Among those challenges is the issue of discoverability, as finding new games can often be a difficult task — and finding good games on Facebook is even harder. Facebook is attempting to remedy this through improvements to its App Center, where it can not only highlight quality new releases, but also allow players to browse games in specific genres. While shooters may not have caught on quite yet, Ryan believes that there's definitely an audience amongst Facebook's claimed quarter of a billion gamers. "The first focus we always have is making sure our partners are delivering great games. That, at the end of the day, is what drives all adoption adoption," Ryan explains. "But the second part of that is making sure that they have the ability to find games themselves."

"If you have a really good game, I think gamers will go to it."

But the biggest issue might be just audience itself: many of the players Facebook is hoping to attract are skeptical of the social network as a gaming platform. It's an issue both Facebook and developers are aware of, and both seem to believe that quality is the key to getting through to these players. "I don't think there's anything we can say to change that," says Jones of Facebook's perception amongst many traditional gamers. "I think at the end of the day, if you have a really good game, I think gamers will go to it. I fully expect there to be some vocal naysayers, but I do think they'll be in the minority."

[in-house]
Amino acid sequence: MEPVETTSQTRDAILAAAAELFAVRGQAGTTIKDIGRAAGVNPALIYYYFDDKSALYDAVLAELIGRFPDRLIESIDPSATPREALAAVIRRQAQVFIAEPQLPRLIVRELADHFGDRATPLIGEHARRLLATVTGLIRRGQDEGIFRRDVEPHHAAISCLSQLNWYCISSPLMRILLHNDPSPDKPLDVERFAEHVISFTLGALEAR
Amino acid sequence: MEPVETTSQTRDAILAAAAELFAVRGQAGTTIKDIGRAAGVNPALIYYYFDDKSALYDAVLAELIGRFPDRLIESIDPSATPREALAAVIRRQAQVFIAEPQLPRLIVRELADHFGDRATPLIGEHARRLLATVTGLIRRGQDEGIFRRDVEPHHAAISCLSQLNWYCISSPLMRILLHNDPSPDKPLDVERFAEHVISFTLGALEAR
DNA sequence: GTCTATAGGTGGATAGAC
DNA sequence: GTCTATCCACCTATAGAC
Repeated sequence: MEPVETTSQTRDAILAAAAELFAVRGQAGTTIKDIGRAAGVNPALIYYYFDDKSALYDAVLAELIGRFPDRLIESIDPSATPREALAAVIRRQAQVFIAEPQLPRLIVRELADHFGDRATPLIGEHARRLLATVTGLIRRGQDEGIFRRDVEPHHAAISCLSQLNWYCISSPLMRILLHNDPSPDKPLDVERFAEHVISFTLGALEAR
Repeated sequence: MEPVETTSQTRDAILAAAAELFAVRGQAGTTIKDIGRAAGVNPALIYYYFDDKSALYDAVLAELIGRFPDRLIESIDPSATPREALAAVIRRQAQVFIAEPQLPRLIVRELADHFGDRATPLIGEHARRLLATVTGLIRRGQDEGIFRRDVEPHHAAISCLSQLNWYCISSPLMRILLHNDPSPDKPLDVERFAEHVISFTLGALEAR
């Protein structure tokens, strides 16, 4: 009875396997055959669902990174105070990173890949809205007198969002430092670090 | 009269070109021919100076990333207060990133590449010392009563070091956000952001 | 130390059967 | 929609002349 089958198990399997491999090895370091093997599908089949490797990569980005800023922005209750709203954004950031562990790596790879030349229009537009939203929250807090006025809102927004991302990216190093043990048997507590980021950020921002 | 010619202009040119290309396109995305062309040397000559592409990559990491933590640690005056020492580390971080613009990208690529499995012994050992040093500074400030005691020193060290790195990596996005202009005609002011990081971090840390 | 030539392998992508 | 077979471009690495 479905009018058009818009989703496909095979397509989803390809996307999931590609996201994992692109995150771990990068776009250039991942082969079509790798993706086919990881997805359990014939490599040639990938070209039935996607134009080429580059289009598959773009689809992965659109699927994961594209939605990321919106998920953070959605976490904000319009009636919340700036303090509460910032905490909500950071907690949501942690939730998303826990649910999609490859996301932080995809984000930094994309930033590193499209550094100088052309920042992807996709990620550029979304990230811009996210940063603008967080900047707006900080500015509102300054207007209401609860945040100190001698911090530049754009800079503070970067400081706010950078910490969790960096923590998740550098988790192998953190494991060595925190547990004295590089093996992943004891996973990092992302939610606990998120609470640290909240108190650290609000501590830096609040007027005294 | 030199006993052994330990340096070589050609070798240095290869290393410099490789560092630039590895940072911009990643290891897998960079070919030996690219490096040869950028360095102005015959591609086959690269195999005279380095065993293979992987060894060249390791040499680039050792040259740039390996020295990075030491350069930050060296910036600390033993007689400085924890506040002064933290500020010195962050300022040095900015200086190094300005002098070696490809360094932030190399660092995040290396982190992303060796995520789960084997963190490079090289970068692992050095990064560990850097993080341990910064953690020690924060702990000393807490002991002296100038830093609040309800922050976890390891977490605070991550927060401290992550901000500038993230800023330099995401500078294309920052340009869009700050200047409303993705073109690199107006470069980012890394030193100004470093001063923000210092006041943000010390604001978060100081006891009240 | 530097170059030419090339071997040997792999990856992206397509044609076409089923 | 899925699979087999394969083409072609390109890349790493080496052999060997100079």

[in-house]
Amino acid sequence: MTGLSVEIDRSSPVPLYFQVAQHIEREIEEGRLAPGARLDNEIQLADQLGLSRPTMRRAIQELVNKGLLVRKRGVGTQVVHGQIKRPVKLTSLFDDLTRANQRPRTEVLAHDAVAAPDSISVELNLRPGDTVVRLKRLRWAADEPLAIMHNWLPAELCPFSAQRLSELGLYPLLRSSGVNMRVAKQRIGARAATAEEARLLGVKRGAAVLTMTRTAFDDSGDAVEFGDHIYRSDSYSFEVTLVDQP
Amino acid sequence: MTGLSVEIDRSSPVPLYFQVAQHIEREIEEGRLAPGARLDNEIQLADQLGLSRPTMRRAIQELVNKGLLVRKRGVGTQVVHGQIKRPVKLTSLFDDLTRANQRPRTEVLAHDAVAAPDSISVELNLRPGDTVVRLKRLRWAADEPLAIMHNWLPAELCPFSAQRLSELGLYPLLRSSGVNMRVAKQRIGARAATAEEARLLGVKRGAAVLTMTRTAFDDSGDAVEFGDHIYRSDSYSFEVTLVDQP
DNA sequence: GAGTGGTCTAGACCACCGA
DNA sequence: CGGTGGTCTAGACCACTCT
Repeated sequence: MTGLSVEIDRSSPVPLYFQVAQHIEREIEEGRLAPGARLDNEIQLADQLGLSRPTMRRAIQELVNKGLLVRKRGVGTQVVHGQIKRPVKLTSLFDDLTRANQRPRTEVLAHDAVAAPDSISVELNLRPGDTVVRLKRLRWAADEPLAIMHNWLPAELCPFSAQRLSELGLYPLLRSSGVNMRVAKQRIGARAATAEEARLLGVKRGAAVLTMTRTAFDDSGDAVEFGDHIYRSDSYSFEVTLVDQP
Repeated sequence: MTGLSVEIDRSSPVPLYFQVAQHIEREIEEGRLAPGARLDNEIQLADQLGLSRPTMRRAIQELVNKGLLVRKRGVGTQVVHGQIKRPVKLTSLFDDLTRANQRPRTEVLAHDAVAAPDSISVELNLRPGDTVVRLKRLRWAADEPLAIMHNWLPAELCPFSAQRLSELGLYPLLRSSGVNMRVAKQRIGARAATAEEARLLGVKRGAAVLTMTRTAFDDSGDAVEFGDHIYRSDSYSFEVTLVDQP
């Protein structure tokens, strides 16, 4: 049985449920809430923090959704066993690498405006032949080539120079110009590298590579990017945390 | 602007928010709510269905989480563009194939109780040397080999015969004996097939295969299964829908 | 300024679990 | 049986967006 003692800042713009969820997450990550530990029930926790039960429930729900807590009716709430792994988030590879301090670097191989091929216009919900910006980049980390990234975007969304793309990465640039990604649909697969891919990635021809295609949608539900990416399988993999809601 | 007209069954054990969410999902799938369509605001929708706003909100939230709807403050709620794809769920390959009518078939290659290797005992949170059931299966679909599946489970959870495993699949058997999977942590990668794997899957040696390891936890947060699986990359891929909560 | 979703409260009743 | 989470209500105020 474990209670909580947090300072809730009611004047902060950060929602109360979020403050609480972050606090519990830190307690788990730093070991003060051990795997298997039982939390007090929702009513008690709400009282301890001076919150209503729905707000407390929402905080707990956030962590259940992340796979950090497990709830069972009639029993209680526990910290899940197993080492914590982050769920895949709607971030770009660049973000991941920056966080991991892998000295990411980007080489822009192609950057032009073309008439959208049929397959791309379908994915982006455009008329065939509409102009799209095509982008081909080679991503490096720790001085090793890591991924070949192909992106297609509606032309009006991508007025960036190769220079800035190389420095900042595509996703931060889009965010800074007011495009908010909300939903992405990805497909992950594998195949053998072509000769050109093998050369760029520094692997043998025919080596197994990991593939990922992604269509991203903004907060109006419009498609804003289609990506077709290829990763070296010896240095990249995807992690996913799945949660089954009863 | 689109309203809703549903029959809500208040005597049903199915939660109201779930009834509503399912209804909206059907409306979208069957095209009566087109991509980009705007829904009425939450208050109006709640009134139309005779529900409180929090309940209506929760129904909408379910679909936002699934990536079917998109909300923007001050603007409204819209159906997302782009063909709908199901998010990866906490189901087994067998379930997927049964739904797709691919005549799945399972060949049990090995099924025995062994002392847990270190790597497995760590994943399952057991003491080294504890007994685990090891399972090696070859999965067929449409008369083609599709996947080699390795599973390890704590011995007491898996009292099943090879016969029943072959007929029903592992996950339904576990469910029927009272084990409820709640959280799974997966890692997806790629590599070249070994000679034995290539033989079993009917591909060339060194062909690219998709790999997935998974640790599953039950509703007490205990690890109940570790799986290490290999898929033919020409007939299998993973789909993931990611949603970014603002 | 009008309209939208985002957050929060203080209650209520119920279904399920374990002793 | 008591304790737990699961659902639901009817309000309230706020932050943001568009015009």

"Maybe it's time to try and take them to the next level."

Like the rest of Facebook, the new initiative will focus not only on the desktop side of the network, but also on mobile. ChronoBlade, for instance, will debut on Facebook in the spring before making its way to smartphones and tablets later on. Ryan cites the success of the saccharine puzzle game Candy Crush Saga as an example of a game that managed to become popular on Facebook first, before eventually spreading to both Android and iOS, where it regularly sits near the top of the highest grossing app charts. He says that this success happened "not just because it's a great game — which it is — but because they had all of those users on Facebook who could now connect to their friends on mobile. We expect to see the same thing in core and mid-core."

Despite being home to millions of gamers and titles that have become household names, there's still a stigma attached to gaming on Facebook for many — and the steady decline of its biggest name, Zynga, isn't helping. But by actively bringing quality releases to the social network, Facebook may be able to change the way the platform is perceived, while simultaneously attracting a lucrative new audience. Of course, it will take some time before we can determine whether or not the experiment is a success. With games that are free-to-play in a web browser, Facebook has managed to build a large audience of players. And now that the audience is there, the question is whether or not they want to do something more than tend crops. "Now that everybody's playing games, and we know everybody enjoys games," says Jones, "maybe it's time to try and take them to the next level."